The Reserve Bank of Zimbabwe has released $20 million needed by millers to pay for the wheat they are importing from Canada and Germany.
The $20 million is part payment for the 200 000 metric tonnes of wheat which millers, through their apex representative body, the Grain Millers Association of Zimbabwe (GMAZ), last month sourced from the two countries.
The shipment will however be delivered in batches until the country starts harvesting its winter wheat this summer.
Last week, GMAZ wrote to the central bank requesting for $11 million to pay for the first batch of the grain which docks at Beira port in Mozambique this week.
That was after the suppliers had demanded a full payment of the 30 000 metric tonne of wheat which was being shipped from Canada amid threats to divert it if GMAZ failed to pay.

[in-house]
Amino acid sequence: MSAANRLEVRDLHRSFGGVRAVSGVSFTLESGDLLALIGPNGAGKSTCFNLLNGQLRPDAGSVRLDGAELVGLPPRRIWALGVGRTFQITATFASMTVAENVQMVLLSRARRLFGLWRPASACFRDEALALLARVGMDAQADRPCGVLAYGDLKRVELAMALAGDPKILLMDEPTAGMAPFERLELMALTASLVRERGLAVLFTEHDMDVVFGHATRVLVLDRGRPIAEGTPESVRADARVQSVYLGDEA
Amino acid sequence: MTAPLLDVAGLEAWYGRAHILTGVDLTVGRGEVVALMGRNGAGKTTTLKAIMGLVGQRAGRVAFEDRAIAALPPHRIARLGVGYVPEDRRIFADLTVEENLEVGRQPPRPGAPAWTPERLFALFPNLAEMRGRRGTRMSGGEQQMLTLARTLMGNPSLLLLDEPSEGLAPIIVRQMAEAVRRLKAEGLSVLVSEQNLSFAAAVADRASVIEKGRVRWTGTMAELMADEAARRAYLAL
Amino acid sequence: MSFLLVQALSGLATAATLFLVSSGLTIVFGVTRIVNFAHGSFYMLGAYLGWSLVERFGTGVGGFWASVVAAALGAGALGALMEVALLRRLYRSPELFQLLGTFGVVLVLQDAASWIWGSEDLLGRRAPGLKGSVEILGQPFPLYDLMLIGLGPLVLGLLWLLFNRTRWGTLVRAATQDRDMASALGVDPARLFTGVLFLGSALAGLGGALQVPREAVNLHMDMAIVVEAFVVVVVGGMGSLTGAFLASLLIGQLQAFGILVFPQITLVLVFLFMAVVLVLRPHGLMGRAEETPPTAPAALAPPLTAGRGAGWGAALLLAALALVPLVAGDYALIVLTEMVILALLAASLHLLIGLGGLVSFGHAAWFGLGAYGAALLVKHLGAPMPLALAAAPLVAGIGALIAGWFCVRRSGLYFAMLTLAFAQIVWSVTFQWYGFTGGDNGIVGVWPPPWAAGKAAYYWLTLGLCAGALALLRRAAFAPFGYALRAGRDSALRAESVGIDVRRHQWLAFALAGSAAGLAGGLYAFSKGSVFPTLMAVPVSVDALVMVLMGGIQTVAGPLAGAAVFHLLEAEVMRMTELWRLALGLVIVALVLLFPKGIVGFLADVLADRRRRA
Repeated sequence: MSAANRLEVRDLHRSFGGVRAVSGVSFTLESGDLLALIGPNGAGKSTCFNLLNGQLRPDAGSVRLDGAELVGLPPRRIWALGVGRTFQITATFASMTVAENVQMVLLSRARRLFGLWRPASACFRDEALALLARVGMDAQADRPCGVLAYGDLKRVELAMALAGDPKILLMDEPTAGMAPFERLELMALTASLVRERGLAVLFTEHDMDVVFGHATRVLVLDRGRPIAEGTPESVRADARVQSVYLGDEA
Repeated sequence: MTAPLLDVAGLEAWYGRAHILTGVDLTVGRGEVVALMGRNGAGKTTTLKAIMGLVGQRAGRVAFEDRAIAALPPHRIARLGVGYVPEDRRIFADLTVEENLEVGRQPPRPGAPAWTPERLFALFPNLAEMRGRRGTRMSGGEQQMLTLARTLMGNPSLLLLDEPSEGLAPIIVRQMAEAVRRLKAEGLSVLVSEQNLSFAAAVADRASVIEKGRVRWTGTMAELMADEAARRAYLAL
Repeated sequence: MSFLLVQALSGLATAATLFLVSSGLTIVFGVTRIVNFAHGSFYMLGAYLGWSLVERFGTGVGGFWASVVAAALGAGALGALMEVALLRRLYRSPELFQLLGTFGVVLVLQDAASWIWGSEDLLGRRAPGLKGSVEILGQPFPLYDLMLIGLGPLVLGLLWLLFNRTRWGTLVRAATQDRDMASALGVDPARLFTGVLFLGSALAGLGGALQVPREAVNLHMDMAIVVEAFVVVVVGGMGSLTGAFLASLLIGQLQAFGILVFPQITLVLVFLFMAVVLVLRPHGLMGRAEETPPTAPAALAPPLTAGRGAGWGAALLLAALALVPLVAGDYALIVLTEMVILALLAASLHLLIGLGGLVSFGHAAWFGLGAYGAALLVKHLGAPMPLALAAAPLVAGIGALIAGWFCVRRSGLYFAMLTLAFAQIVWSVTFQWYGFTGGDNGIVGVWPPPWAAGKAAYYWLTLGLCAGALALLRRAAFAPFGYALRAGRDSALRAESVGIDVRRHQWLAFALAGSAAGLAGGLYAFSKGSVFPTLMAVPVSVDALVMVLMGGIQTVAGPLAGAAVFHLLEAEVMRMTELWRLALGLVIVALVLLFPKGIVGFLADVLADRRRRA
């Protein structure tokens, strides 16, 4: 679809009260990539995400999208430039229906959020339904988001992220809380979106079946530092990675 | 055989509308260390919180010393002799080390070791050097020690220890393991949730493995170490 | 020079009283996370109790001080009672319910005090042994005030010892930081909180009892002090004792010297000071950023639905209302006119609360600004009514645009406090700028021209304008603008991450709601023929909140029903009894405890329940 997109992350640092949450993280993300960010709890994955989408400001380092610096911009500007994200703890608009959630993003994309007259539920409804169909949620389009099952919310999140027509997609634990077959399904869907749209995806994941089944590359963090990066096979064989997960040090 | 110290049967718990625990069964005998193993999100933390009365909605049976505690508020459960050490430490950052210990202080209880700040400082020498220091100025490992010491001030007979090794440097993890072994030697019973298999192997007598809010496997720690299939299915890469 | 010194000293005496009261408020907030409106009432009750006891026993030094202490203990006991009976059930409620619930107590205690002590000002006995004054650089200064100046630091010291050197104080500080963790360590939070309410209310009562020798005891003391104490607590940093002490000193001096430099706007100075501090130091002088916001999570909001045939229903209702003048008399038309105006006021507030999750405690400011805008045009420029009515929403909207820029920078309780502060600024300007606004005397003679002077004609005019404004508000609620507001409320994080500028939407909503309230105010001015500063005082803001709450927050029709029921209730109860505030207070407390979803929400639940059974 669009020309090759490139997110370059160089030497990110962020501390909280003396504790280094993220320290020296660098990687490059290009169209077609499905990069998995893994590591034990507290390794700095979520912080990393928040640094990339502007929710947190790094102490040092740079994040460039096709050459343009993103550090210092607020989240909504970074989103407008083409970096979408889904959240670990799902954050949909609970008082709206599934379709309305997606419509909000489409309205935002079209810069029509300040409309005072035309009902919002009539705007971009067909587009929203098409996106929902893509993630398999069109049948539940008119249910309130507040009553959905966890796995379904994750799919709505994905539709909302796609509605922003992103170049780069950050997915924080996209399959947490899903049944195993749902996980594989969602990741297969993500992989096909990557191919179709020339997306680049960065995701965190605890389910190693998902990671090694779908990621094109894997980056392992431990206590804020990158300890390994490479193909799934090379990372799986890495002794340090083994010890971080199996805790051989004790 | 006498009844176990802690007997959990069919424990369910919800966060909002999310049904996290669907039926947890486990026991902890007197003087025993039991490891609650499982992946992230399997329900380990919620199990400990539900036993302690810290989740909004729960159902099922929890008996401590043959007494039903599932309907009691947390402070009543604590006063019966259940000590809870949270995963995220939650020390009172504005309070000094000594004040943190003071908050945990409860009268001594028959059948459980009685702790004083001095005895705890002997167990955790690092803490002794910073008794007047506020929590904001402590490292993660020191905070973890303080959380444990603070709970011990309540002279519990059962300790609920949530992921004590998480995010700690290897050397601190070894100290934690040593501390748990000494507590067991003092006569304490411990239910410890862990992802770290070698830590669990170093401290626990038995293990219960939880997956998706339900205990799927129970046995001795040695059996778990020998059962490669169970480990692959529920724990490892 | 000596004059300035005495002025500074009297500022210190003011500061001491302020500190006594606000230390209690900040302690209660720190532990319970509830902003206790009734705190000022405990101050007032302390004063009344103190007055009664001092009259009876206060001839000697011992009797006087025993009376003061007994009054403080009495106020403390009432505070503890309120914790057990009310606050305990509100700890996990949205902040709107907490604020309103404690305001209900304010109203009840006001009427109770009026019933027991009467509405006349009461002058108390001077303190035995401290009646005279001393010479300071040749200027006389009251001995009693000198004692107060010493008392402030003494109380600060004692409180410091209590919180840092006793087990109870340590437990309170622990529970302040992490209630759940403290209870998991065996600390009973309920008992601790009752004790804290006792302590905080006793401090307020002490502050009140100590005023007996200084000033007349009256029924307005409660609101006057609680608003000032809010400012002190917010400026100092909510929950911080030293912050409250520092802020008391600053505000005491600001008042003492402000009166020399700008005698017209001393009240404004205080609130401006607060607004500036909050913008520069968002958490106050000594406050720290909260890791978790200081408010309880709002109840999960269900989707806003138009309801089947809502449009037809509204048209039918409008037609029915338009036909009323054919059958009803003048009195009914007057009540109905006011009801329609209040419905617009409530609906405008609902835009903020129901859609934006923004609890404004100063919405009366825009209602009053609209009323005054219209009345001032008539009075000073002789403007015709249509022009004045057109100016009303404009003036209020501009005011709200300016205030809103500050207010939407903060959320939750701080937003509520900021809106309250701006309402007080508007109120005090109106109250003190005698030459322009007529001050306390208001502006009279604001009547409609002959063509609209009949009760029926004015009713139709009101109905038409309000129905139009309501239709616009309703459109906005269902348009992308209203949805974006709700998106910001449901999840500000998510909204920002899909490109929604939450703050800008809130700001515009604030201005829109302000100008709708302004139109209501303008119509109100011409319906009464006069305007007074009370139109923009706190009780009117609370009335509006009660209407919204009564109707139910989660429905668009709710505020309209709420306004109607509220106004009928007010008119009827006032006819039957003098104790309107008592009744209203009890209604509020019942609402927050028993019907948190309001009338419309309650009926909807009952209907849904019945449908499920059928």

“Our logistics team is now working on how to transport the 30 000 tonnes of wheat which docks this week from Beira into the country whose arrival in Harare we are expecting starting next week and we owe this to the central bank for their swift response,” GMAZ’s Media and Public Relations Manager, Garikai Chaunza said.
“This is the first batch of the wheat deal which we concluded last month in Canada and we are going to receive the same quantum every month until the winter wheat harvesting season.
“Our national wheat stocks were fast depleting and we are left with grain that would take the nation up to June 26,” said Chaunza.
The country needs at least 400 000 metric tonnes of wheat per year to meet its demand of about 950 000 loaves of bread per day.
Government statistics say annual production capacity stands at 200 000 metric tonnes, leaving a shortfall of 200 000 metric tonnes.